AWP Dispatch: "Do Not Hurry, Do Not Rest"

This dispatch comes from the esteemed Lighthouse faculty member Rebecca Berg, who recently taught a workshop on William Styron and is cooking up other great workshops for readers and novelists as we speak. Or--read, I guess!

For me, one of the highlights of AWP was the panel "Teaching Working Adult Writers," offered by instructors from Grub Street (Boston's Lighthouse counterpart). I went hoping for some teaching tips and came away with a big fat writing tip. Which makes sense. After all, I am myself a working adult writer.

The tip came from Goethe, by way of novelist Michelle Hoover: "Do not hurry, do not rest." Michelle said she kept that dictum pasted to her wall while writing her own novel (The Quickening, forthcoming from Other Press). Smart. It's especially good advice for working adults. When you're feeling the press of obligations--not to mention your mortality--how can you not rush? I know I have to resist the temptation at every turn. Sometimes I turn out to have been rushing even when I thought I was being over-the-top painstaking.  It sneaks up on you.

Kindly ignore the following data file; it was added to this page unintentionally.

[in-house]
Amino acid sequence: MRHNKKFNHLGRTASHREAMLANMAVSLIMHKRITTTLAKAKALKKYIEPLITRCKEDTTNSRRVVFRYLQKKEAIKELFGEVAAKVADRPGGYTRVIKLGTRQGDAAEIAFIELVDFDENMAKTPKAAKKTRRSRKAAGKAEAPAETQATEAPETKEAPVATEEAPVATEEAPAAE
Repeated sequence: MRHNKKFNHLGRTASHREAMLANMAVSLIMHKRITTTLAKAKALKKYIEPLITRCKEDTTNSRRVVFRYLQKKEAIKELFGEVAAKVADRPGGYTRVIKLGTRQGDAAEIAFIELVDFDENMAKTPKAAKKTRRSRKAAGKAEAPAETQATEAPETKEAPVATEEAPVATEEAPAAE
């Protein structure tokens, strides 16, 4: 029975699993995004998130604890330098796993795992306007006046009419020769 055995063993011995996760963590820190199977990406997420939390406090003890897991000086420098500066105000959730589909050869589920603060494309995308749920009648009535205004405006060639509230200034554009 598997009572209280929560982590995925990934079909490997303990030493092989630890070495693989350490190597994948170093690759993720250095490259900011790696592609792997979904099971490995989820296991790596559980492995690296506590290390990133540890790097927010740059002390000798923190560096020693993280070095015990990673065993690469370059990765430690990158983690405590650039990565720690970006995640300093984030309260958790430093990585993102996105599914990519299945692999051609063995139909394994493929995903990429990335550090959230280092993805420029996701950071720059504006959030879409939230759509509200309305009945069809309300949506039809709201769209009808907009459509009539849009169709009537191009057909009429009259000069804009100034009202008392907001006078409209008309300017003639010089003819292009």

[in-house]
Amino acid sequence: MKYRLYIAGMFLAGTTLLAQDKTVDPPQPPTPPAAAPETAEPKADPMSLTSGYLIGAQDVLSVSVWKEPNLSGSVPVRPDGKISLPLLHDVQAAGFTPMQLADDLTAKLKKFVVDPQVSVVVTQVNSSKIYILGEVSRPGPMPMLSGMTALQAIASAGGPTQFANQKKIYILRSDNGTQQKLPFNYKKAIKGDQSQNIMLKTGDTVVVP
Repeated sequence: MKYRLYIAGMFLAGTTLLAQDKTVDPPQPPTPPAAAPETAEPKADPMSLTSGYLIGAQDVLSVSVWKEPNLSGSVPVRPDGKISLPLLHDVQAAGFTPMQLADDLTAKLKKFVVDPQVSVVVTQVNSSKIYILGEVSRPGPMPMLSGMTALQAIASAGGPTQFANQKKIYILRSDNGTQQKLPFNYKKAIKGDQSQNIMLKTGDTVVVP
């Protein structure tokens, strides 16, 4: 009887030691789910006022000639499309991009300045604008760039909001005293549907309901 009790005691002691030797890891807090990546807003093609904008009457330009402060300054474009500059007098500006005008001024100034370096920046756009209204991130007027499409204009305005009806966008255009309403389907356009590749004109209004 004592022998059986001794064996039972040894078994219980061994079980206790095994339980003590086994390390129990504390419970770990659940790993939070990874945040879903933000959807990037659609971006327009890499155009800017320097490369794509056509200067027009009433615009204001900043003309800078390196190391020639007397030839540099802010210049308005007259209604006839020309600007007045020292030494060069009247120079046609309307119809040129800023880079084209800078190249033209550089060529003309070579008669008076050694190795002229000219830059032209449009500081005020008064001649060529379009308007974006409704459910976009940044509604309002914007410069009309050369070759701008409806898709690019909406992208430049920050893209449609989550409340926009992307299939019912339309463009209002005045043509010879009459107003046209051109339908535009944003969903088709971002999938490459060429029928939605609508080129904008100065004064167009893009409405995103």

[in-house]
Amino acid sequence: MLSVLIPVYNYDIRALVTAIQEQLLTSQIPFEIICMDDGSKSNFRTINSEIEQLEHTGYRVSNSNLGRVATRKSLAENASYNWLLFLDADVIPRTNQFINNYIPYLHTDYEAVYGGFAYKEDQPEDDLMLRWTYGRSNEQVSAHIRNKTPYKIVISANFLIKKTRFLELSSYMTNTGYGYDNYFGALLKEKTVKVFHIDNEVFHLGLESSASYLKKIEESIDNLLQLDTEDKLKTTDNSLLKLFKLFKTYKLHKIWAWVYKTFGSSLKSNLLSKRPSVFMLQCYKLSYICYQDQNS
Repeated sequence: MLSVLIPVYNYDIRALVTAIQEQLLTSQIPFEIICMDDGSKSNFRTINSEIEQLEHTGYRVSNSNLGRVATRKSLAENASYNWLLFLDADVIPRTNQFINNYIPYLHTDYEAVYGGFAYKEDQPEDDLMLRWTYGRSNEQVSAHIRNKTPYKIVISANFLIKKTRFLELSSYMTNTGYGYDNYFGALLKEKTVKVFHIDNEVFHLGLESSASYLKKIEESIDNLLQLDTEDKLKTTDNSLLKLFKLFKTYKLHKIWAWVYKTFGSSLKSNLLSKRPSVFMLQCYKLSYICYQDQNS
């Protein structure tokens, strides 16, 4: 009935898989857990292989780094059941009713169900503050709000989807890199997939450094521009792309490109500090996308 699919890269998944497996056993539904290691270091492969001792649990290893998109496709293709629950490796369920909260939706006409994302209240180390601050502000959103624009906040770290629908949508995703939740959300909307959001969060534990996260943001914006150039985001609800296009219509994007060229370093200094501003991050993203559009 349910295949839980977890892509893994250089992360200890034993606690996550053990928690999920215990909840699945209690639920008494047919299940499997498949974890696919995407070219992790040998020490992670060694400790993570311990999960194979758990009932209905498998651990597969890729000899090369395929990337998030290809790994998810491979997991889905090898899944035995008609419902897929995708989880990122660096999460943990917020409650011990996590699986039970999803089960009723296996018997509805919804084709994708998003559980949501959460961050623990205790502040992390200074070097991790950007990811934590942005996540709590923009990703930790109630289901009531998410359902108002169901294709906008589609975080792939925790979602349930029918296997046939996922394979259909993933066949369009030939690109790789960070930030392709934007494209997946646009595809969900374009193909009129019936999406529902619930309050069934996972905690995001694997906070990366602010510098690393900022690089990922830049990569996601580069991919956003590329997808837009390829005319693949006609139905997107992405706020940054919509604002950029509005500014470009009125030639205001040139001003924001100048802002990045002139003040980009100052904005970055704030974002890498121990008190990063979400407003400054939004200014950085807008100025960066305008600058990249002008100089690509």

So how do you know you're rushing? (I'll get to "never rest" in minute.) From the writing itself, I guess. Yesterday I was printing out some samples from a manuscript I thought I'd finished a year ago. And hm. Those characters still weren't saying the right things to each other. Still.  With hindsight I could see that I'd hurried when I wrote those lines for the first time five years ago and again when I rewrote them three years ago and again a year ago.

So maybe "do not rush" isn't necessarily about revising until your brain bleeds. It might be about lying down and staring at the ceiling until you're not in the press of your own daily life but lurking timelessly in the scene you're conjuring, seeing your characters from the inside and the outside at the same time. You do that, and maybe a line comes to you: of course that's what that character would say. You know it as if you're watching, not inventing. You get up, you write it down. Yes! And you go on to the next line. But hm. No, Rebecca, you were trying to move too fast. Go lie down.

Funny, that. For me, the "never rest" part definitely means: "Don't forget to go lie down."

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